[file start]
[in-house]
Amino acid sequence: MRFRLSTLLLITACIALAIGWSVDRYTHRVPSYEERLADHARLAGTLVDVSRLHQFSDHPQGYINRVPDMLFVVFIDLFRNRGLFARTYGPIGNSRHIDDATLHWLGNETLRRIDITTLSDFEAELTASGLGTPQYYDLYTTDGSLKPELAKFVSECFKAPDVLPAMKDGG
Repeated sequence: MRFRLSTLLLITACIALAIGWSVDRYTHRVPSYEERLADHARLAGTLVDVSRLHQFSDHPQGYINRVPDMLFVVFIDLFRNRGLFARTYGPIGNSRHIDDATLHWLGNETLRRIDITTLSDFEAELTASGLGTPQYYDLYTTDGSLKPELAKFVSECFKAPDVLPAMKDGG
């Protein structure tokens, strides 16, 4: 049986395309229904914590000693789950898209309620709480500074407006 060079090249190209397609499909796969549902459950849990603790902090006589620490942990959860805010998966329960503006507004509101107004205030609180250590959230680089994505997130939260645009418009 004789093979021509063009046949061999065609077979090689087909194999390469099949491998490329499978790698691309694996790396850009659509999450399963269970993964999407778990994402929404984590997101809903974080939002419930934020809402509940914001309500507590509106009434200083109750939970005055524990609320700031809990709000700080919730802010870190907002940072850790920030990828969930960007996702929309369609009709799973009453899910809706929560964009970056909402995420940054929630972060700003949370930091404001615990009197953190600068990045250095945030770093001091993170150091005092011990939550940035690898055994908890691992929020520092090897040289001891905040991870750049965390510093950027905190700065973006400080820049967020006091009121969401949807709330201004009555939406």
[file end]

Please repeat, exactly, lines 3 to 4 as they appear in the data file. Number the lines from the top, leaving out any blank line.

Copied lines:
Repeated sequence: MRFRLSTLLLITACIALAIGWSVDRYTHRVPSYEERLADHARLAGTLVDVSRLHQFSDHPQGYINRVPDMLFVVFIDLFRNRGLFARTYGPIGNSRHIDDATLHWLGNETLRRIDITTLSDFEAELTASGLGTPQYYDLYTTDGSLKPELAKFVSECFKAPDVLPAMKDGG
């Protein structure tokens, strides 16, 4: 049986395309229904914590000693789950898209309620709480500074407006 060079090249190209397609499909796969549902459950849990603790902090006589620490942990959860805010998966329960503006507004509101107004205030609180250590959230680089994505997130939260645009418009 004789093979021509063009046949061999065609077979090689087909194999390469099949491998490329499978790698691309694996790396850009659509999450399963269970993964999407778990994402929404984590997101809903974080939002419930934020809402509940914001309500507590509106009434200083109750939970005055524990609320700031809990709000700080919730802010870190907002940072850790920030990828969930960007996702929309369609009709799973009453899910809706929560964009970056909402995420940054929630972060700003949370930091404001615990009197953190600068990045250095945030770093001091993170150091005092011990939550940035690898055994908890691992929020520092090897040289001891905040991870750049965390510093950027905190700065973006400080820049967020006091009121969401949807709330201004009555939406």